Janet Yellen may be the first woman nominated to head the Federal Reserve. But her candidacy is hardly a game-changer in other ways. With Yellen at the helm, the Fed is expected to continue its policies of quantitative easing, meaning interest rates could stay low for some time to come. Yellen is thought to be heavily concerned with keeping unemployment low. Our panel of bank attorneys weighs in on what to expect out of the Federal Reserve under Yellen’s leadership.
Do you think Janet Yellen will be good for banking?
Janet Yellen has been involved in one way or another with the Fed since 1994. She brings a wealth of knowledge about the interworkings between the Fed, the banking sector and the economy. She played a large role in the development of Fed response to the financial meltdown and the post-Dodd Frank rules. I would not anticipate any major mid-course changes by the Fed with her at the helm which means that the Fed will continue to focus on bringing the unemployment rate down as opposed to being fixated on the inflation rate. She will continue the focus on banks having sufficient capital to withstand the shocks of an economic downturn. At the end of the day the answer to our current doldrums is getting the economy moving to the point where the unemployment rate has dropped to the point that people feel comfortable spending and borrowing again. All boats, including the banking sector, will rise when we get to that point and she understands that.
—Gerald Blanchard, Bryan Cave LLP
“Steady as she goes” is likely to be Janet Yellen’s approach as Fed chair[man]. She will continue the push for greater transparency, reducing credit risk and the risk of runs on financial firms. Like Bernanke, she is a former academic with excellent credentials, and, based on her speeches, she hopes that keeping short-term rates low will spillover to long-term rates, raise asset values, and stimulate demand. Good for banking? Yes. But then there’s our financial mess: out-of-control tax and spending policies, elected officials who don’t understand balance, balance sheets, or balancing a checkbook, and our inability to afford even the interest on our national debt. The Fed is printing money, buying $85 billion in Treasuries and mortgage-backed bonds every month, and keeping interest rates low to stimulate our economy. The time to pay the piper is coming. Yellen’s challenge: Can she steer monetary policy back towards normalcy without precipitating another crisis? This is an unenviable task.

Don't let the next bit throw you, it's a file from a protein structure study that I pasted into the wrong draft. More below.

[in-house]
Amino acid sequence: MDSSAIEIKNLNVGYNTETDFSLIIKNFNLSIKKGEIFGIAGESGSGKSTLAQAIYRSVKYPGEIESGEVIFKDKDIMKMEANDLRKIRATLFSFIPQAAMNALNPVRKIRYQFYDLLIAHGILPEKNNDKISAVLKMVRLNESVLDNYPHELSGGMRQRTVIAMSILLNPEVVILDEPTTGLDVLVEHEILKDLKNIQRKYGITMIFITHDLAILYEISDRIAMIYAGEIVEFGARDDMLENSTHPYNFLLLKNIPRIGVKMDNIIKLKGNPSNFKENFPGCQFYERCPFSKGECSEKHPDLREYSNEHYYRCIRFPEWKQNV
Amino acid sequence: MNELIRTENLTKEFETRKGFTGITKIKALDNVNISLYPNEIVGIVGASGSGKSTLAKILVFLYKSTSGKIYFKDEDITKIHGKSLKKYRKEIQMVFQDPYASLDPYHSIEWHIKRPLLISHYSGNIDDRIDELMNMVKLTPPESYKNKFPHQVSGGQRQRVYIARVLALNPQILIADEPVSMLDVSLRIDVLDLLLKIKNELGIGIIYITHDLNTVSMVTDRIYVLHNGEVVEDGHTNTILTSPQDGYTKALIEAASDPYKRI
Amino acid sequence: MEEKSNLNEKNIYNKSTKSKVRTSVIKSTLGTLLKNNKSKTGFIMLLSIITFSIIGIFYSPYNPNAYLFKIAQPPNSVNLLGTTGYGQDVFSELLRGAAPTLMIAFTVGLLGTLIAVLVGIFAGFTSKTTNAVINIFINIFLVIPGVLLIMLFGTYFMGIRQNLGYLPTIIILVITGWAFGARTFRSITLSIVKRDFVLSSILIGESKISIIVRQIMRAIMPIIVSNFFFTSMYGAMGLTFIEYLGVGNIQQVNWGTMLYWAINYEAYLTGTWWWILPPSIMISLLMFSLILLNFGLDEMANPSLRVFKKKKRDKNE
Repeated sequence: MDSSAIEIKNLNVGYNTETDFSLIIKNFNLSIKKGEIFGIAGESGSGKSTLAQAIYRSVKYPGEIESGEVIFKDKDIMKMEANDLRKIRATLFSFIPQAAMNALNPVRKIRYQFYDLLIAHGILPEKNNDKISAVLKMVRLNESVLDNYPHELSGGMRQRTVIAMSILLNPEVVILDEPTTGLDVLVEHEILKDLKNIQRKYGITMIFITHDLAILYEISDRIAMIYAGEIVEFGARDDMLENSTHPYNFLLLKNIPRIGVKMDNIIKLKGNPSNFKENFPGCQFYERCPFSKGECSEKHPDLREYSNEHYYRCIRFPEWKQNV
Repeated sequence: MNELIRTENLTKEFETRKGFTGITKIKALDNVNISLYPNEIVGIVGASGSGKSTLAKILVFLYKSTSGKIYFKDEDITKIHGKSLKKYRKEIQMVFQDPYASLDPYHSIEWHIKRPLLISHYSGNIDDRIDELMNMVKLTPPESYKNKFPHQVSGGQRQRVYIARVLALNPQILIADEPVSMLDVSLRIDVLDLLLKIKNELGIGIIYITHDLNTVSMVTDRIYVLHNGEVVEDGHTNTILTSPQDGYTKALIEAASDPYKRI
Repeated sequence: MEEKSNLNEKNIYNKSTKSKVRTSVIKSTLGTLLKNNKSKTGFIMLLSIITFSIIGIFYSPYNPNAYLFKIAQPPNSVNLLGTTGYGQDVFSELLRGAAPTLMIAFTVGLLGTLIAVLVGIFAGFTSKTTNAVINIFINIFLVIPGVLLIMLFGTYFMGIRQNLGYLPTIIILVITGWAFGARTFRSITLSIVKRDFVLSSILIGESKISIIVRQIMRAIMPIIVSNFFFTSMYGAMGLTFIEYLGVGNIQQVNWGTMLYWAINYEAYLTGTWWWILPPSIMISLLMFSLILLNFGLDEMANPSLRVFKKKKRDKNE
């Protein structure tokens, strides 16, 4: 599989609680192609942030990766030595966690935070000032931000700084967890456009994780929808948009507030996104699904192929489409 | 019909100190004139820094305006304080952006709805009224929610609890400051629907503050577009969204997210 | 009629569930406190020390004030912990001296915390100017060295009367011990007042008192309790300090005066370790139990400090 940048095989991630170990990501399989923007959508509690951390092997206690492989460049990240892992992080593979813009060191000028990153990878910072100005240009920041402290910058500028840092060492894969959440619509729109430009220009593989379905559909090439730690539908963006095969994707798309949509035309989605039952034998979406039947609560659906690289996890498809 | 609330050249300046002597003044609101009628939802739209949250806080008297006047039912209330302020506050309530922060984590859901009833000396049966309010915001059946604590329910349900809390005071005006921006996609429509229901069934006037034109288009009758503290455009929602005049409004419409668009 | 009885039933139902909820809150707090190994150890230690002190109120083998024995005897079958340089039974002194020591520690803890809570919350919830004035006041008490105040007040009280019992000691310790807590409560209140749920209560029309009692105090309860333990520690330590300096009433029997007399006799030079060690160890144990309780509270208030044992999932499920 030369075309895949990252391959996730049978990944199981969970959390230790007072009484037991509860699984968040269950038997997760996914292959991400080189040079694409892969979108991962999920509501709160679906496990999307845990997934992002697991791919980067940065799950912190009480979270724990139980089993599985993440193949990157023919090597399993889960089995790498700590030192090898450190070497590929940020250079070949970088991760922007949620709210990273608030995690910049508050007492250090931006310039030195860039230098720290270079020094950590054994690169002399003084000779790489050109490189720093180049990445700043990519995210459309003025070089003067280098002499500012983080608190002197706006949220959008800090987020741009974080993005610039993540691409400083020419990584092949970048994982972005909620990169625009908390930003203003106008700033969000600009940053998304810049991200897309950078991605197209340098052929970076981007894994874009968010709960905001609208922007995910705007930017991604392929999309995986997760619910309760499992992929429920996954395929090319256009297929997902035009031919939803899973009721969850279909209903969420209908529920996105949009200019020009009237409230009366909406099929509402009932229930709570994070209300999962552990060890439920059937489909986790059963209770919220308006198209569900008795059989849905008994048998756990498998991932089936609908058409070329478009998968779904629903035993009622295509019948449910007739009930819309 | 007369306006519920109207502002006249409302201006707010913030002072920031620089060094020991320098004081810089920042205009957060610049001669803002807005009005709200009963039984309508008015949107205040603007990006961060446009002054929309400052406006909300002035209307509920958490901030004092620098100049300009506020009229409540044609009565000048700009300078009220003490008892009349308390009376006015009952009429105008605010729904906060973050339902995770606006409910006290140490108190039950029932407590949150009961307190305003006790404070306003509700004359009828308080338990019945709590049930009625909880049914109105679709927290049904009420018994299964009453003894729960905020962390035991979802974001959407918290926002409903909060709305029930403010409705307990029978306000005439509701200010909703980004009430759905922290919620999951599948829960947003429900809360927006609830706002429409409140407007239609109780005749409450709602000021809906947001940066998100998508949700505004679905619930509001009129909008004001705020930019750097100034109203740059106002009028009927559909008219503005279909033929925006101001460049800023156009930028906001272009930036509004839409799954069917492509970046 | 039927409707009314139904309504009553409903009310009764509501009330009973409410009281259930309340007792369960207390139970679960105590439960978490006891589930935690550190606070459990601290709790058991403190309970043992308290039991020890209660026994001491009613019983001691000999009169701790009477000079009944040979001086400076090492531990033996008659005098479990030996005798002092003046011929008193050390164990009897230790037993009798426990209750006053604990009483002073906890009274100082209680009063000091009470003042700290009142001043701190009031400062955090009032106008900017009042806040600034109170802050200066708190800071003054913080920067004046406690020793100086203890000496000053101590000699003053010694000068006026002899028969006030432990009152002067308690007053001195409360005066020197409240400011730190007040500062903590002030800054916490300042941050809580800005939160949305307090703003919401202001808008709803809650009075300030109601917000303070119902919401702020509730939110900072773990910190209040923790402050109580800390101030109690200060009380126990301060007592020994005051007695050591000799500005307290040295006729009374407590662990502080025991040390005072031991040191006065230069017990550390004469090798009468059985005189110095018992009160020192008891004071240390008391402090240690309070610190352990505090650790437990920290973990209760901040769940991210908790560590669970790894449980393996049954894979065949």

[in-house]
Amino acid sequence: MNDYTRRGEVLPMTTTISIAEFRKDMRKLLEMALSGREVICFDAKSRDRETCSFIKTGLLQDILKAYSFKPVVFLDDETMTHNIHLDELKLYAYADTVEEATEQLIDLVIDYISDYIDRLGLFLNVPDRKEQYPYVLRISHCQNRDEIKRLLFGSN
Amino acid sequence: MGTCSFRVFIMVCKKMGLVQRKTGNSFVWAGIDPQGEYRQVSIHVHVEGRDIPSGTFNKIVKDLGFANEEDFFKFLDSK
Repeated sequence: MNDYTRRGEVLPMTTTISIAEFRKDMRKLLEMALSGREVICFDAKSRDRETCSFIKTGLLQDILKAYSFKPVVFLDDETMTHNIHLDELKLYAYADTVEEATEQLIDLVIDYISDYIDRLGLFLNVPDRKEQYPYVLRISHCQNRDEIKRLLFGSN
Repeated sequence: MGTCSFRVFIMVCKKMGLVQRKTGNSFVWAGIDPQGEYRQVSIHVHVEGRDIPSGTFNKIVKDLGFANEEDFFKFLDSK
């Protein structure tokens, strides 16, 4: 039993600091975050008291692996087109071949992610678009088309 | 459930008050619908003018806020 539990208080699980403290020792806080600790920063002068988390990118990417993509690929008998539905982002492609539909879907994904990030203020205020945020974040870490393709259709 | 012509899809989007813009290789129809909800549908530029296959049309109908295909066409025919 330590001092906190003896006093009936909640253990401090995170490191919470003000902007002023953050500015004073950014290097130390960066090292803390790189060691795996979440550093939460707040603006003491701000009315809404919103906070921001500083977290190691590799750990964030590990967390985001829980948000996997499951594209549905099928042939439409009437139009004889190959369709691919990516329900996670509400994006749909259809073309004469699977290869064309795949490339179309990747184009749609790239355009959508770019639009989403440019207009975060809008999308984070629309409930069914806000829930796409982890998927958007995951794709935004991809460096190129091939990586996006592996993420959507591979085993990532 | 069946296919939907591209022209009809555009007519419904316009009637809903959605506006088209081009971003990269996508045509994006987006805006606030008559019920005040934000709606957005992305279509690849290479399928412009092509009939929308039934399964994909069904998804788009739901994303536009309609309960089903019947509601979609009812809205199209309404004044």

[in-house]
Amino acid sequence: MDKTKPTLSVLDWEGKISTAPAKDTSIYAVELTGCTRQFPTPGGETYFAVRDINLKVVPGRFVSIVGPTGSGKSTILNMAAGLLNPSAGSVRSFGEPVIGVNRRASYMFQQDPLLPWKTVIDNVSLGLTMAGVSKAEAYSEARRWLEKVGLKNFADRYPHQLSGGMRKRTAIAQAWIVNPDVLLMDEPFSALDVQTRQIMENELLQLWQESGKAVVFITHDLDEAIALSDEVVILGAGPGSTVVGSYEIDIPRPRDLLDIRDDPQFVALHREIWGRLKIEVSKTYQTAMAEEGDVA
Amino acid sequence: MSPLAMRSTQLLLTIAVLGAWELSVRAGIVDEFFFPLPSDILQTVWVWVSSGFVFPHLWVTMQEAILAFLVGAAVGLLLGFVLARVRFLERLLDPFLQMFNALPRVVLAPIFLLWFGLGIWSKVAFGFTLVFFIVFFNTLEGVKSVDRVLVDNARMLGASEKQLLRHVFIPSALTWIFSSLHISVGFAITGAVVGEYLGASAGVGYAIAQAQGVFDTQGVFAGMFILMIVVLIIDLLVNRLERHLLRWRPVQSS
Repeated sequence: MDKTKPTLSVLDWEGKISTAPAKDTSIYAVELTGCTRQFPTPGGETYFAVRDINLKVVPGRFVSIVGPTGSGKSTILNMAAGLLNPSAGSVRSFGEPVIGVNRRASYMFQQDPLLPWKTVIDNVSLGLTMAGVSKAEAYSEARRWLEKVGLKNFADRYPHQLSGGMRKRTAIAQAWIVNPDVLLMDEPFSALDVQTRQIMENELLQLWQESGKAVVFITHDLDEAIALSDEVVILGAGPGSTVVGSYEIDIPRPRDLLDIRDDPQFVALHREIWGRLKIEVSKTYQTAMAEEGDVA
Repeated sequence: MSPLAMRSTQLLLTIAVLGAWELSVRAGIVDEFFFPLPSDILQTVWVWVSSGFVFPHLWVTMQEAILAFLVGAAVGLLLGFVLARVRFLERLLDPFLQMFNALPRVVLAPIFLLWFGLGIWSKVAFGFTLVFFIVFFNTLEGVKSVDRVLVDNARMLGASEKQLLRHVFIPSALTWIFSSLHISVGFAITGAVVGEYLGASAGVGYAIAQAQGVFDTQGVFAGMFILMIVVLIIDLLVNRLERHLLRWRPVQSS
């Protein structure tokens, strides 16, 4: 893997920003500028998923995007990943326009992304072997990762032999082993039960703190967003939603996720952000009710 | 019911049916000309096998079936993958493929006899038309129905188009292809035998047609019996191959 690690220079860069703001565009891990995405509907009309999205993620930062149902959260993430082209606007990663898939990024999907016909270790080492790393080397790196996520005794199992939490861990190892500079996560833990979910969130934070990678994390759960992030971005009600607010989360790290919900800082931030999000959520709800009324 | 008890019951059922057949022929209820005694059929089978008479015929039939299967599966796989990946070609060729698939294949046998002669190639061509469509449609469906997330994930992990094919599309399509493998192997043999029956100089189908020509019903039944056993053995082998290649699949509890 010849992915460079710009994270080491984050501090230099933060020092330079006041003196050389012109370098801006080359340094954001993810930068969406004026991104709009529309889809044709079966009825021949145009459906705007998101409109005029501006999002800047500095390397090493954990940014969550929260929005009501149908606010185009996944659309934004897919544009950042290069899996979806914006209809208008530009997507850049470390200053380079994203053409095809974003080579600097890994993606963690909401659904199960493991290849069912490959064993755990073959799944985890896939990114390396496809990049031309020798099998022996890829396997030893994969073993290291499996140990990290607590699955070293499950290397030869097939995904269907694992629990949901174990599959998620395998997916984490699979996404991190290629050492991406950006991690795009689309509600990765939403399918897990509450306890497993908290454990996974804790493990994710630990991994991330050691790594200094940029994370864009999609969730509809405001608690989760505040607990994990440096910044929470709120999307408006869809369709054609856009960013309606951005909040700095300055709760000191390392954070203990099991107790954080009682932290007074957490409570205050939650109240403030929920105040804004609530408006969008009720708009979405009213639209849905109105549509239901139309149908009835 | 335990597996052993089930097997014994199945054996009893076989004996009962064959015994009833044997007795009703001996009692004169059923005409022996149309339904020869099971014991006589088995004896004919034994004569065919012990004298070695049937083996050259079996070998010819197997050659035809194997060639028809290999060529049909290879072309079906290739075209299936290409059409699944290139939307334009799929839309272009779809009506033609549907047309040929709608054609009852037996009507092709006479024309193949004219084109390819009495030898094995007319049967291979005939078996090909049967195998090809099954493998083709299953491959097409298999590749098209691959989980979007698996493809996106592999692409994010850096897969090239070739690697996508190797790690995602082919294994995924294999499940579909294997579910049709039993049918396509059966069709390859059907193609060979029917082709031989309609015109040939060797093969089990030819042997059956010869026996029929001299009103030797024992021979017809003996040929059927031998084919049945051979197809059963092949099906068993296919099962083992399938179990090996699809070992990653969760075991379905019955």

—Keith R. Fisher, Ballard Spahr LLP
Shattering another glass ceiling, when she becomes the first woman to chair the Federal Reserve Board, Janet Yellen, many hope, will become the economic recovery’s Rosie the Financial Riveter. Her nomination by President Obama was greeted with industry support (and relief, considering some of the alternatives). She is a pragmatic and steady economist, highly experienced in statecraft and focused on the importance of job creation. Yellen is expected to continue the easy money policies of her predecessor until unemployment rates normalize and the recession is in the rearview mirror. Her stewardship over monetary policy and bank regulation will provide the industry with a stable post-Bernanke environment and the time to gain further strength while girding against the challenges of Basel III and the implementation of the Dodd Frank Act.
—Mark V. Nuccio, Ropes & Gray LLP
The nomination of Janet Yellen to chair the Federal Reserve Board is a triumph for economics over politics. The wide perception was that [the other candidate] Larry Summers was too driven by political winds, and therefore, was less likely to adhere to a consistent philosophy. In the short term, however, Yellen’s adherence to qualitative easing is likely to mean that the Fed will be slow to wean itself from asset purchases with the result that market interest rates will remain slack. Consequently, banks can be expected to continue to suffer deteriorating net interest margins. Moreover, Daniel Tarullo is expected to continue his primacy over banking regulation and supervision. Thus, for bankers, the change at the top of the Fed might feel like Groundhog Day.
—Peter Weinstock, Hunton & Williams LLP
She certainly has the requisite experience to be the next chair[man] of the Federal Reserve Board, and her role as president of the San Francisco Fed during the height of the economic crisis undoubtedly gave her extensive experience in the nuances of banking supervision. Many of our clients are hoping that she continues the Federal Reserve’s heightened sensitivity to the impact of overregulation on our nation’s community banking organizations. The establishment of the Fed’s Community Depository Institutions Advisory Council and its recent Community Banking Research Conference are positive steps in that direction. A continuing client concern, however, is the extent to which the Fed will give banking organizations the flexibility to navigate out of the difficult financial positions in which many find themselves, through rightsizing enforcement actions and otherwise allowing these organizations to develop creative capital raising options to improve their condition.
—John M. Geiringer, Barack Ferrazzano Financial Institutions Group